Book Image

OpenGL 4 Shading Language Cookbook - Third Edition

By : David Wolff
Book Image

OpenGL 4 Shading Language Cookbook - Third Edition

By: David Wolff

Overview of this book

OpenGL 4 Shading Language Cookbook, Third Edition provides easy-to-follow recipes that first walk you through the theory and background behind each technique, and then proceed to showcase and explain the GLSL and OpenGL code needed to implement them. The book begins by familiarizing you with beginner-level topics such as compiling and linking shader programs, saving and loading shader binaries (including SPIR-V), and using an OpenGL function loader library. We then proceed to cover basic lighting and shading effects. After that, you'll learn to use textures, produce shadows, and use geometry and tessellation shaders. Topics such as particle systems, screen-space ambient occlusion, deferred rendering, depth-based tessellation, and physically based rendering will help you tackle advanced topics. OpenGL 4 Shading Language Cookbook, Third Edition also covers advanced topics such as shadow techniques (including the two of the most common techniques: shadow maps and shadow volumes). You will learn how to use noise in shaders and how to use compute shaders. The book provides examples of modern shading techniques that can be used as a starting point for programmers to expand upon to produce modern, interactive, 3D computer-graphics applications.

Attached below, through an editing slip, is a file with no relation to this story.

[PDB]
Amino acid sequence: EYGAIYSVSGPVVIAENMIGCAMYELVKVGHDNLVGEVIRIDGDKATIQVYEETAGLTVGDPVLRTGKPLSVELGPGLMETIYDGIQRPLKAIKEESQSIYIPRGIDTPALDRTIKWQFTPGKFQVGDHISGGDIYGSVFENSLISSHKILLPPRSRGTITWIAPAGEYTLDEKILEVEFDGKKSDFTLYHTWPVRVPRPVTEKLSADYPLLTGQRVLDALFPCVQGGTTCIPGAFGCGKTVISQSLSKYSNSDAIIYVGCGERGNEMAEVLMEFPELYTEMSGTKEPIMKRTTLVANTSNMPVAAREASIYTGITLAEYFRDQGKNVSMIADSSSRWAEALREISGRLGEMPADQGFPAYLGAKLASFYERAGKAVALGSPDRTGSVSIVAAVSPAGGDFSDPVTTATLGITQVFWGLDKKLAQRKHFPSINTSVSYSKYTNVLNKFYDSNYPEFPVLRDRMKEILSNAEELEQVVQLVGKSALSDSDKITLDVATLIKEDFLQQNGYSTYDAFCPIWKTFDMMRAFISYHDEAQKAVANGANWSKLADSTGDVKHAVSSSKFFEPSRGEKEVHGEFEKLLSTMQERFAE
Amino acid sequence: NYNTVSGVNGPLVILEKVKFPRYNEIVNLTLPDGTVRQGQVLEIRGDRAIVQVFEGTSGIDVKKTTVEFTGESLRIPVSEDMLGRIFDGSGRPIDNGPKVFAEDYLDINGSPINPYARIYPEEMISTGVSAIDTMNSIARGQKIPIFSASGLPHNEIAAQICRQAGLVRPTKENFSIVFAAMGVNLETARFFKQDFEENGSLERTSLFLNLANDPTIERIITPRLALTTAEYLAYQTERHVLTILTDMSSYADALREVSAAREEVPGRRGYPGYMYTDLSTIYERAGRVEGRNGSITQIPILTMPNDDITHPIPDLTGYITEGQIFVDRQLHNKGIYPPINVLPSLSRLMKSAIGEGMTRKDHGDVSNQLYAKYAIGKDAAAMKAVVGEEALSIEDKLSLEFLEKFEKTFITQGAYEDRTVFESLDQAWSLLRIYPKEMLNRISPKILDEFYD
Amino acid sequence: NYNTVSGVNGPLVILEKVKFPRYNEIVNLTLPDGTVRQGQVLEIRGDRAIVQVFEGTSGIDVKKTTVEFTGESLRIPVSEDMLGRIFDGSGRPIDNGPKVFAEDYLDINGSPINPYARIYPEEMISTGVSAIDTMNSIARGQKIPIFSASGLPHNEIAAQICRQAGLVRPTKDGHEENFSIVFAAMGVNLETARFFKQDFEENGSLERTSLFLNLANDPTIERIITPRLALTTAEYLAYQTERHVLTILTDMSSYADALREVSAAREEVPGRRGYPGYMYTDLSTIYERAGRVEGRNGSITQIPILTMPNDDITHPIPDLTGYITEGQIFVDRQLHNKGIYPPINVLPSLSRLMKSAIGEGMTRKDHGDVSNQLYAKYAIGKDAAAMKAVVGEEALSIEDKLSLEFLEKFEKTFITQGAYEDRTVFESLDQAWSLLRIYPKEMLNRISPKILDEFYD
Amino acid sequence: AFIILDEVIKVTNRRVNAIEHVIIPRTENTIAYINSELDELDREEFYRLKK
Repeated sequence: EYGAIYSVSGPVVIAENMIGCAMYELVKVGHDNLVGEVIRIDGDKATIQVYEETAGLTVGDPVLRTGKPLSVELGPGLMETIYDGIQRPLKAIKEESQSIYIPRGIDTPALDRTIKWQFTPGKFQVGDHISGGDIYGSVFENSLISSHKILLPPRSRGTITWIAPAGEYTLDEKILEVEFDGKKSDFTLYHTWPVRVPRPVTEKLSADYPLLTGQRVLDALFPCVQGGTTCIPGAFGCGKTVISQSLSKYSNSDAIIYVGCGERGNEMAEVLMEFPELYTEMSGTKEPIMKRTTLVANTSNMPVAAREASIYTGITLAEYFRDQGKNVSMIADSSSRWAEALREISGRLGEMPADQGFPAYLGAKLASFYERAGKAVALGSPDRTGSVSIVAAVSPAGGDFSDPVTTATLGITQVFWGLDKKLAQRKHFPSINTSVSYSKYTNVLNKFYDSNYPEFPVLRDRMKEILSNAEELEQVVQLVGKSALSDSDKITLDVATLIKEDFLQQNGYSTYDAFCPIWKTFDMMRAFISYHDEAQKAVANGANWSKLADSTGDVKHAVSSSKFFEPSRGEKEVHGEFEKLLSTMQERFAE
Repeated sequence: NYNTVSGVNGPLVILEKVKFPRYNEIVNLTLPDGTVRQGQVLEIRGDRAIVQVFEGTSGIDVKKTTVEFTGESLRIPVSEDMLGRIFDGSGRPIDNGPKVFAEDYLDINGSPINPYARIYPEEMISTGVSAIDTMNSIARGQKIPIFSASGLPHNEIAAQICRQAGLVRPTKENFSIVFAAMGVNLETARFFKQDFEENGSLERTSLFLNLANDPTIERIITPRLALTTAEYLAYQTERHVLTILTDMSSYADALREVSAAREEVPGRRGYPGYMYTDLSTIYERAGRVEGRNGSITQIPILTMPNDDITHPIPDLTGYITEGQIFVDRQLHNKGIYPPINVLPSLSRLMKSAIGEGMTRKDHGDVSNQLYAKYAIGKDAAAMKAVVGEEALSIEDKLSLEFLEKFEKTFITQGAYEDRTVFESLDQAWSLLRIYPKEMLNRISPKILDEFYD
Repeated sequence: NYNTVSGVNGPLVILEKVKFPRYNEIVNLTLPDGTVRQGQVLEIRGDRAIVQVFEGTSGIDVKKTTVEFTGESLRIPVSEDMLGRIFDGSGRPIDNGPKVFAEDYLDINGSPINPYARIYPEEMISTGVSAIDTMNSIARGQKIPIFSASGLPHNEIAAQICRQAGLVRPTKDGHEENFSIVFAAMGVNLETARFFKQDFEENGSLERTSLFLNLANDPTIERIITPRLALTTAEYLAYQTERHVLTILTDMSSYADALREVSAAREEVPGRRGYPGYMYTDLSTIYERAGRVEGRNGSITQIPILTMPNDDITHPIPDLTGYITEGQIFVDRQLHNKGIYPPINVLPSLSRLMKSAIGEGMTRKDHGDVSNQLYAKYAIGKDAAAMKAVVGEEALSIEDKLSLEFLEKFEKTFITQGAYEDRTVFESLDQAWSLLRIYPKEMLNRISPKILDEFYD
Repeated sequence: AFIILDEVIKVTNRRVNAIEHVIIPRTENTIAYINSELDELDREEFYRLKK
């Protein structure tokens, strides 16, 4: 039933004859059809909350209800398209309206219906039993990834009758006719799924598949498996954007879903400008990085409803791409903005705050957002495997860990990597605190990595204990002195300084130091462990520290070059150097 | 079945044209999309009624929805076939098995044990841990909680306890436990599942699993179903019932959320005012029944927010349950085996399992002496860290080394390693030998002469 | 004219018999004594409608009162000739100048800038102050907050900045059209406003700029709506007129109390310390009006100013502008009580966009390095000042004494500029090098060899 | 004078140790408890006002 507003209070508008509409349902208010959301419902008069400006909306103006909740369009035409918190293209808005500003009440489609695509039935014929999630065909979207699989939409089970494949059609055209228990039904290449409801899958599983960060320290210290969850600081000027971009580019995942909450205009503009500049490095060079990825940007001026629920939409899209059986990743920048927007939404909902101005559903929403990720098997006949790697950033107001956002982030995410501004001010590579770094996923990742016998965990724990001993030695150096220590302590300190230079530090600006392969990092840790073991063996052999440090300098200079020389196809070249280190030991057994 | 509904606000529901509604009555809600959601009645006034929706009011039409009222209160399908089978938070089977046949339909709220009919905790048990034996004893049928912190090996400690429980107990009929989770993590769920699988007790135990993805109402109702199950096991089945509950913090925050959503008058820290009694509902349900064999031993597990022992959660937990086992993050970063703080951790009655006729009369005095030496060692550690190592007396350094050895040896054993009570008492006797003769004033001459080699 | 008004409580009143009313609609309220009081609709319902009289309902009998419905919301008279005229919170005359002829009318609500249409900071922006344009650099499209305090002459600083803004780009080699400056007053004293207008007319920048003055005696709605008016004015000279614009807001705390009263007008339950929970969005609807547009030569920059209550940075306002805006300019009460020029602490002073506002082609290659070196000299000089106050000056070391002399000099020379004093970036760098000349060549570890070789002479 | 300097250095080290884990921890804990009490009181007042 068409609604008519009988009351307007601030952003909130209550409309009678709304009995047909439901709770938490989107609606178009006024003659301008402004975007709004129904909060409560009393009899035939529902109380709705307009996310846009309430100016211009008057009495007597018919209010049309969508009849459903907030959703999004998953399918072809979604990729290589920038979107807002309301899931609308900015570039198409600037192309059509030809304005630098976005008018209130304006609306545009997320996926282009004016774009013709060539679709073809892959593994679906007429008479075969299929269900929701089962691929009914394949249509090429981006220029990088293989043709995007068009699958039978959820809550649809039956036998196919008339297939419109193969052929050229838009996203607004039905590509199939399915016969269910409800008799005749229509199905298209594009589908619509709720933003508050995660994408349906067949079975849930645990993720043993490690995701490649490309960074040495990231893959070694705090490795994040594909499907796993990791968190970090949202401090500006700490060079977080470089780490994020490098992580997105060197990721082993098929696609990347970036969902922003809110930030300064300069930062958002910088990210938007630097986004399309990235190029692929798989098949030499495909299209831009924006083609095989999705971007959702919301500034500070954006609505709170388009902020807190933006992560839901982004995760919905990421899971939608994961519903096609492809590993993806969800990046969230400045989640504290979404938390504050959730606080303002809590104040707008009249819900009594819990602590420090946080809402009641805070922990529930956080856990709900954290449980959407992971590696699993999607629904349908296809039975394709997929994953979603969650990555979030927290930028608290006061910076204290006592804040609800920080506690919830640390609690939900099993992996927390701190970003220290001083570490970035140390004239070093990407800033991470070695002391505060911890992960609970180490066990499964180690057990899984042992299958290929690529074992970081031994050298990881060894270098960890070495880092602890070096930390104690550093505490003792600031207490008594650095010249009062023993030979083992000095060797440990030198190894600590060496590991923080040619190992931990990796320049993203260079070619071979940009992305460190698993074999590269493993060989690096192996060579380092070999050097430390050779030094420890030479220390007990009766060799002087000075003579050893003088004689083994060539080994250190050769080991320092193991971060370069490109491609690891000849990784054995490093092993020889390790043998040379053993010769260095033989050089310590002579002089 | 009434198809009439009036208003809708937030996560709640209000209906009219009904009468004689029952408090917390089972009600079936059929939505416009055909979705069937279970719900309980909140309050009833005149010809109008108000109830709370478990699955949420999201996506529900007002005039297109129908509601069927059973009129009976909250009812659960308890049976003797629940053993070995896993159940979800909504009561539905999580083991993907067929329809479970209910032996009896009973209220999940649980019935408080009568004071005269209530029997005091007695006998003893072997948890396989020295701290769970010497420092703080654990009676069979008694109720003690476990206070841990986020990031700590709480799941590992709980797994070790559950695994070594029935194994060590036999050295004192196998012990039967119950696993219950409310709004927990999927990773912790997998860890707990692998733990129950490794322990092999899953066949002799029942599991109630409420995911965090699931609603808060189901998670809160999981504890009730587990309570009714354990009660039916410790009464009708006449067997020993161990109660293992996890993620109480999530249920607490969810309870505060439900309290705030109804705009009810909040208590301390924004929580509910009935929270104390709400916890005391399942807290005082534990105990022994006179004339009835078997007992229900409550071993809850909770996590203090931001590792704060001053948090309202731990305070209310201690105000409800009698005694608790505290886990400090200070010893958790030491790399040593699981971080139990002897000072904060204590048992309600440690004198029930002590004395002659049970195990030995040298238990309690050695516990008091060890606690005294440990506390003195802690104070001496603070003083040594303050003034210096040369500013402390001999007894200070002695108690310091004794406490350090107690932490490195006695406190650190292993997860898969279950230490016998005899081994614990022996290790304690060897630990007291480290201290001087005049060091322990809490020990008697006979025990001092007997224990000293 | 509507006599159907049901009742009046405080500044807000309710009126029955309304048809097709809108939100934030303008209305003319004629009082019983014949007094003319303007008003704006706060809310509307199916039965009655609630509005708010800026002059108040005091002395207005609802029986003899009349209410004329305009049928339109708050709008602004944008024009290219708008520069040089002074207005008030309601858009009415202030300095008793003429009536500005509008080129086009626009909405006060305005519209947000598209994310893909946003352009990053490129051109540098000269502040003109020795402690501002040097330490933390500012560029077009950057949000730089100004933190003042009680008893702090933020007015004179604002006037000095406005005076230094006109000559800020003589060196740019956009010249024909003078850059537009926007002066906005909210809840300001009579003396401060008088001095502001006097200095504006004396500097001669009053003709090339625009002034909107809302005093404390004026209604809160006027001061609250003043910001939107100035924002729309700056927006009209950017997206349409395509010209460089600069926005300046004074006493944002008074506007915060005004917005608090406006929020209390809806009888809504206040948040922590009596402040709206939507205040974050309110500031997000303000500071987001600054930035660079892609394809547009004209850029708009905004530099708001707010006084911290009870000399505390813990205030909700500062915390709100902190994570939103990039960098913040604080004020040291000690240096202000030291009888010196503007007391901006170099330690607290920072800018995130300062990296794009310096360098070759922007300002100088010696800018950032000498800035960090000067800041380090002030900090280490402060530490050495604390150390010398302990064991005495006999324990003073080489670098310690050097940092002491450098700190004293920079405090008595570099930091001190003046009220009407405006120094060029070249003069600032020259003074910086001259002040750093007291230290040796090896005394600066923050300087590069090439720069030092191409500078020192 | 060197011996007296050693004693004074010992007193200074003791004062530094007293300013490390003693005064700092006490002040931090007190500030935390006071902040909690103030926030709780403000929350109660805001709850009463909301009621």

Table of Contents (17 chapters)
Title Page
Packt Upsell


In Chapter 1, Getting Started with GLSL, we covered the basics of compiling, linking, and exporting shader programs. In this chapter, we'll cover techniques for communication between shader programs and the host OpenGL program. To be more specific, we'll focus primarily on input. The input to shader programs is generally accomplished via attributes and uniform variables. In this chapter, we'll see several examples of the use of these types of variables. We'll also cover a recipe for mixing and matching shader program stages, and a recipe for creating a C++ shader program object.

We won't cover shader output in this chapter. Obviously, shader programs send their output to the default framebuffer, but there are several other techniques for receiving shader output. For example, the use of custom framebuffer objects allow us to store shader output to a texture or other buffer. A technique called transform feedback allows for the storage of vertex shader output into arbitrary buffers...